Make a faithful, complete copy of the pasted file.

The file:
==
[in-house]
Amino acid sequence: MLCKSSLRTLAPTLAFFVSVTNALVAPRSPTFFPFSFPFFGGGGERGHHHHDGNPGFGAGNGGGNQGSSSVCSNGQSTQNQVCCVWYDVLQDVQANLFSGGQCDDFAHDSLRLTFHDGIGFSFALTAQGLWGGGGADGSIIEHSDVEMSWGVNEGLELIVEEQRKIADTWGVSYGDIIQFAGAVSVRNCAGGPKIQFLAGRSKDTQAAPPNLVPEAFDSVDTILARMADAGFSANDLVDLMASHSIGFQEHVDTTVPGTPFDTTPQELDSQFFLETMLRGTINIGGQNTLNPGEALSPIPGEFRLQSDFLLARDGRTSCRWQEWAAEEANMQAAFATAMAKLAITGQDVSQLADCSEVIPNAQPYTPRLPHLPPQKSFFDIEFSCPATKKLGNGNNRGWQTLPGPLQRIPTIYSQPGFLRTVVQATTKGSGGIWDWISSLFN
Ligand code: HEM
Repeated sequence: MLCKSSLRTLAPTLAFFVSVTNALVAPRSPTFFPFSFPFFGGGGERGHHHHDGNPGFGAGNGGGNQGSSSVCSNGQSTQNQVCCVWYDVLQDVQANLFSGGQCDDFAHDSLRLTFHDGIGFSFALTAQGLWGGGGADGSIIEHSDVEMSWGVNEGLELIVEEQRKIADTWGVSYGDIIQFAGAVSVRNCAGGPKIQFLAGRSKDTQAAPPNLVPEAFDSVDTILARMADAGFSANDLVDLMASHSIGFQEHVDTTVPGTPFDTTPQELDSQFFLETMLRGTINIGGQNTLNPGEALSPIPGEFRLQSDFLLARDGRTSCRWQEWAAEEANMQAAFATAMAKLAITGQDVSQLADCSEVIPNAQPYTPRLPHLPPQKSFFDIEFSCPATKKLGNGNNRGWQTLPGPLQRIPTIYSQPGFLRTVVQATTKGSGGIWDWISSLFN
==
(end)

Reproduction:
[in-house]
Amino acid sequence: MLCKSSLRTLAPTLAFFVSVTNALVAPRSPTFFPFSFPFFGGGGERGHHHHDGNPGFGAGNGGGNQGSSSVCSNGQSTQNQVCCVWYDVLQDVQANLFSGGQCDDFAHDSLRLTFHDGIGFSFALTAQGLWGGGGADGSIIEHSDVEMSWGVNEGLELIVEEQRKIADTWGVSYGDIIQFAGAVSVRNCAGGPKIQFLAGRSKDTQAAPPNLVPEAFDSVDTILARMADAGFSANDLVDLMASHSIGFQEHVDTTVPGTPFDTTPQELDSQFFLETMLRGTINIGGQNTLNPGEALSPIPGEFRLQSDFLLARDGRTSCRWQEWAAEEANMQAAFATAMAKLAITGQDVSQLADCSEVIPNAQPYTPRLPHLPPQKSFFDIEFSCPATKKLGNGNNRGWQTLPGPLQRIPTIYSQPGFLRTVVQATTKGSGGIWDWISSLFN
Ligand code: HEM
Repeated sequence: MLCKSSLRTLAPTLAFFVSVTNALVAPRSPTFFPFSFPFFGGGGERGHHHHDGNPGFGAGNGGGNQGSSSVCSNGQSTQNQVCCVWYDVLQDVQANLFSGGQCDDFAHDSLRLTFHDGIGFSFALTAQGLWGGGGADGSIIEHSDVEMSWGVNEGLELIVEEQRKIADTWGVSYGDIIQFAGAVSVRNCAGGPKIQFLAGRSKDTQAAPPNLVPEAFDSVDTILARMADAGFSANDLVDLMASHSIGFQEHVDTTVPGTPFDTTPQELDSQFFLETMLRGTINIGGQNTLNPGEALSPIPGEFRLQSDFLLARDGRTSCRWQEWAAEEANMQAAFATAMAKLAITGQDVSQLADCSEVIPNAQPYTPRLPHLPPQKSFFDIEFSCPATKKLGNGNNRGWQTLPGPLQRIPTIYSQPGFLRTVVQATTKGSGGIWDWISSLFN